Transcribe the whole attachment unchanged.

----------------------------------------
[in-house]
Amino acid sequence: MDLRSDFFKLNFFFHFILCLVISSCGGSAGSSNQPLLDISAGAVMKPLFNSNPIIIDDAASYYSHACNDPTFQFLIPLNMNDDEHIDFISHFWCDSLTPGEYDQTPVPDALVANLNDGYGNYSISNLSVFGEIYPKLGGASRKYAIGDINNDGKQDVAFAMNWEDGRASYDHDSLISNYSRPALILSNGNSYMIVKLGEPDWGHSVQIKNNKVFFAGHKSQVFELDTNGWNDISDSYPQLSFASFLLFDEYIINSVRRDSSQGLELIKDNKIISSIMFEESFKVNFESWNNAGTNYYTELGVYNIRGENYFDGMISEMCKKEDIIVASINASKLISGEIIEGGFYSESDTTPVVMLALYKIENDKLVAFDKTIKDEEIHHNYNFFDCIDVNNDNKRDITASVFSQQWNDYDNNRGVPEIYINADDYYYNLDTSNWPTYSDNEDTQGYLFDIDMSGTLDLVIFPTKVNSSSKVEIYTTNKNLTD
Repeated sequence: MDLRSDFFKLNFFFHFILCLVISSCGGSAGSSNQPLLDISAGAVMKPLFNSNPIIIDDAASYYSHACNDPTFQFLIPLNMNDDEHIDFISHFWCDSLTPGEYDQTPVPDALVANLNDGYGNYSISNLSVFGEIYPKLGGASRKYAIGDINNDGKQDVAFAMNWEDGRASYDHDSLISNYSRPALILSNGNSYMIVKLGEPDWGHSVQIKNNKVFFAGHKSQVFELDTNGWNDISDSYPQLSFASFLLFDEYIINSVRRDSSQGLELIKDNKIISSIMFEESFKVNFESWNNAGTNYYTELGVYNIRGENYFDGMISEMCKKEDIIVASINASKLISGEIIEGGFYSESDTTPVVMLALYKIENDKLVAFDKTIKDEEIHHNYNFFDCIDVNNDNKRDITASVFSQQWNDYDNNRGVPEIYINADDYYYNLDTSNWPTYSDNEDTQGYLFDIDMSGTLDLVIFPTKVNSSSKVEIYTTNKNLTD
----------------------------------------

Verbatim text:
[in-house]
Amino acid sequence: MDLRSDFFKLNFFFHFILCLVISSCGGSAGSSNQPLLDISAGAVMKPLFNSNPIIIDDAASYYSHACNDPTFQFLIPLNMNDDEHIDFISHFWCDSLTPGEYDQTPVPDALVANLNDGYGNYSISNLSVFGEIYPKLGGASRKYAIGDINNDGKQDVAFAMNWEDGRASYDHDSLISNYSRPALILSNGNSYMIVKLGEPDWGHSVQIKNNKVFFAGHKSQVFELDTNGWNDISDSYPQLSFASFLLFDEYIINSVRRDSSQGLELIKDNKIISSIMFEESFKVNFESWNNAGTNYYTELGVYNIRGENYFDGMISEMCKKEDIIVASINASKLISGEIIEGGFYSESDTTPVVMLALYKIENDKLVAFDKTIKDEEIHHNYNFFDCIDVNNDNKRDITASVFSQQWNDYDNNRGVPEIYINADDYYYNLDTSNWPTYSDNEDTQGYLFDIDMSGTLDLVIFPTKVNSSSKVEIYTTNKNLTD
Repeated sequence: MDLRSDFFKLNFFFHFILCLVISSCGGSAGSSNQPLLDISAGAVMKPLFNSNPIIIDDAASYYSHACNDPTFQFLIPLNMNDDEHIDFISHFWCDSLTPGEYDQTPVPDALVANLNDGYGNYSISNLSVFGEIYPKLGGASRKYAIGDINNDGKQDVAFAMNWEDGRASYDHDSLISNYSRPALILSNGNSYMIVKLGEPDWGHSVQIKNNKVFFAGHKSQVFELDTNGWNDISDSYPQLSFASFLLFDEYIINSVRRDSSQGLELIKDNKIISSIMFEESFKVNFESWNNAGTNYYTELGVYNIRGENYFDGMISEMCKKEDIIVASINASKLISGEIIEGGFYSESDTTPVVMLALYKIENDKLVAFDKTIKDEEIHHNYNFFDCIDVNNDNKRDITASVFSQQWNDYDNNRGVPEIYINADDYYYNLDTSNWPTYSDNEDTQGYLFDIDMSGTLDLVIFPTKVNSSSKVEIYTTNKNLTD